Far East Energy Announces Signing of Letter of Intent on Shouyang CBM
Purchase and Sales and Increase in Gas Production From Distant Parameter Well


    


    
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<p><location>HOUSTON</location>, <chron>Oct. 26</chron> /CNW/ -- Far East Energy Corporation (OTC Bulletin Board:   FEEC) announced today that a Letter of Intent has been signed for the sale of gas produced from its Shouyang Project.  This agreement was signed on <chron>October 16, 2009</chron>, by the Chinese partner of Far East, <location>China</location> United Coalbed Methane Co. Ltd. (CUCBM) and Shanxi International Energy Co. Ltd.  Under the terms of the Production Sharing Contract covering the Shouyang Block, gas produced by Far East and its partner, CUCBM, is sold by CUCBM on behalf of Far East.  Shanxi International Energy Co. Ltd intends to transport gas produced from the Far East Shouyang block through a pipeline that it will build directly to the area of Far East's current Shouyang gas production.  It will then sell this gas to downstream users.</p>
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<p>"This is excellent news," said Michael R. McElwrath, CEO and President of Far East, "and it came quicker than we had hoped for.  For quite some time we have had a three-phased gas sales strategy, planning to sell our first gas as compressed natural gas (CNG).  Then, as gas volumes grew, we would also begin to sell gas into pipelines within Shanxi Province, and then ultimately, when volumes were too big to be absorbed by the CNG and provincial market, we would move gas into the large trunklines to <location>Beijing</location> and <location>Shanghai</location>.  This clearly indicates our ability to sell into the provincial network and its early advent is a really pleasant development. We will also continue with our plans to sell a portion of our gas as CNG, and thus, two of the three phases will become realities."</p>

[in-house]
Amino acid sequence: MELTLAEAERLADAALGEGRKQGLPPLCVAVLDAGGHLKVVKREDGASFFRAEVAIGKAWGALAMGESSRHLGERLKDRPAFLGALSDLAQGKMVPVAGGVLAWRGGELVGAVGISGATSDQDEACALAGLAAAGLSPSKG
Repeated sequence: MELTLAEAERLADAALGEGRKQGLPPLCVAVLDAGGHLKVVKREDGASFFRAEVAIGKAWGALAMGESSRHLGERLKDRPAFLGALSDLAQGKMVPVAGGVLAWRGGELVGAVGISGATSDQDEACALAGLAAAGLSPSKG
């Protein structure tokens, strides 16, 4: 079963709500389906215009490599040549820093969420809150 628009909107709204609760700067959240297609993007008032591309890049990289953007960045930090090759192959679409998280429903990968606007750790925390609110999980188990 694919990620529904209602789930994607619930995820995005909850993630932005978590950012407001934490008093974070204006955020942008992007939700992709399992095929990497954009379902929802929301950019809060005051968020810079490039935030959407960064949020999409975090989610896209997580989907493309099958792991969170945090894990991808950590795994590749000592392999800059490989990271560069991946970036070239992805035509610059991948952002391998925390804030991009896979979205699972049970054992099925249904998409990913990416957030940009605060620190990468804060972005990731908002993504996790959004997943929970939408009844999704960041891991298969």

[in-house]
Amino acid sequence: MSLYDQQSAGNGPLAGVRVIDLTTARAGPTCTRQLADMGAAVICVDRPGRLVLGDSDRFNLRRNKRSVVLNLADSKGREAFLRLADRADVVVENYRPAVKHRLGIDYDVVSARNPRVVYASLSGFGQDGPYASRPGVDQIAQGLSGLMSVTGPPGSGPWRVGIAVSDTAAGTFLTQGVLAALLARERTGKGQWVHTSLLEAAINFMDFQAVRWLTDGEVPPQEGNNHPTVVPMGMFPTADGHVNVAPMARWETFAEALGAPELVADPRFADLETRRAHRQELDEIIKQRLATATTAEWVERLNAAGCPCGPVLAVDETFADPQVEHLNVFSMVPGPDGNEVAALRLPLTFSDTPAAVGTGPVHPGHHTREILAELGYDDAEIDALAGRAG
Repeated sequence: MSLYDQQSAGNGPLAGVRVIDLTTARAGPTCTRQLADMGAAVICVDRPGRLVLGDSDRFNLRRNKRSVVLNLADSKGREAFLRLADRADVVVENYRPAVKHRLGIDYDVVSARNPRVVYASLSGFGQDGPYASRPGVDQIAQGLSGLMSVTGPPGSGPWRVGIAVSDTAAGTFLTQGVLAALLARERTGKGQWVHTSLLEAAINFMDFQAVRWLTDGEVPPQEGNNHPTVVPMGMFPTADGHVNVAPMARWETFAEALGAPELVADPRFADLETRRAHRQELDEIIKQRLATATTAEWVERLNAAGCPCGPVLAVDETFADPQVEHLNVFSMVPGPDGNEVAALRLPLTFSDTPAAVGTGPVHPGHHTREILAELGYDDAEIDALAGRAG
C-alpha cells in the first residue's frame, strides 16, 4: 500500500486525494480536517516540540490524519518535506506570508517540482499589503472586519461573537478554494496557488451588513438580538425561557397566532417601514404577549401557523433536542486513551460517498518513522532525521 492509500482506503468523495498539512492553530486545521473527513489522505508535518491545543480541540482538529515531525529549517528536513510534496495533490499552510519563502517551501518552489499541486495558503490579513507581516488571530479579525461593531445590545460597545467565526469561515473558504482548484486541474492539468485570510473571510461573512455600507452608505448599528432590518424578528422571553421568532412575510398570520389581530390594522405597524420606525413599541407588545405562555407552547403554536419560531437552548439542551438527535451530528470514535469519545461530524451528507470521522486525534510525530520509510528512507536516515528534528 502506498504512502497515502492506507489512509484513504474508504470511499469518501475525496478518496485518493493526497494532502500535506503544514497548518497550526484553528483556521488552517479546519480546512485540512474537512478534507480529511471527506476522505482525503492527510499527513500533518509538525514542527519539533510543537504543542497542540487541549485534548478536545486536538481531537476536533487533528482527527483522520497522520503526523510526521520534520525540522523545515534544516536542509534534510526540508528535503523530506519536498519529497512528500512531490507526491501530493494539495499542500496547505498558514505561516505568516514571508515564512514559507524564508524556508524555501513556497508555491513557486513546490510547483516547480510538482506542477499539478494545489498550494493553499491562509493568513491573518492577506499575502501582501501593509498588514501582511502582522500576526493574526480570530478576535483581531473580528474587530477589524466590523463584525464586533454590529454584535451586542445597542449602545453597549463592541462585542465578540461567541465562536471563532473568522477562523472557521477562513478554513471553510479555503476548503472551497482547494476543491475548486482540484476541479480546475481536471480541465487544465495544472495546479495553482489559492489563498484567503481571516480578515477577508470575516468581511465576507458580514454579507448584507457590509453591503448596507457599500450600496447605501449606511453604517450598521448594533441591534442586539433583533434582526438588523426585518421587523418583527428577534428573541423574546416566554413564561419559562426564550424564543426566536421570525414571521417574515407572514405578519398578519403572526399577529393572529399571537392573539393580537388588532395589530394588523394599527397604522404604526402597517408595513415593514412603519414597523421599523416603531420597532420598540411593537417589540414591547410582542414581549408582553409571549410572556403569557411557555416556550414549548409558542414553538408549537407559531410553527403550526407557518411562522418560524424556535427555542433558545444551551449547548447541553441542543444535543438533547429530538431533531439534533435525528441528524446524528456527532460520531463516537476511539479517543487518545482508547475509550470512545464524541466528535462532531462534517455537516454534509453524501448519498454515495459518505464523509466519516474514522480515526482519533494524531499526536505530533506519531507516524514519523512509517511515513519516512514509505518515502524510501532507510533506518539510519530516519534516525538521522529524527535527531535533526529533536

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<p>Far East also announced that it has seen a rapid rise in gas production from its P2 parameter well some 7 kilometers distant from its 1H Pilot Area in Shouyang.  Previously, on <chron>September 8</chron>, Far East announced that the P2 parameter well, which was drilled to test the production characteristics and potential of an area approximately seven kilometers away from the 1H Pilot Area, had started producing gas from the #15 coal seam, the same seam that is highly permeable in the 1H Pilot Area and from which most of the current production is derived.  Moreover, core from the #9 seam in the P2 parameter well had revealed very promising gas data.  Over the past 48 hours production from the P2 has more than tripled, rising from 16 to 17 Mcf per day to between 53 and 60 Mcf per day.</p>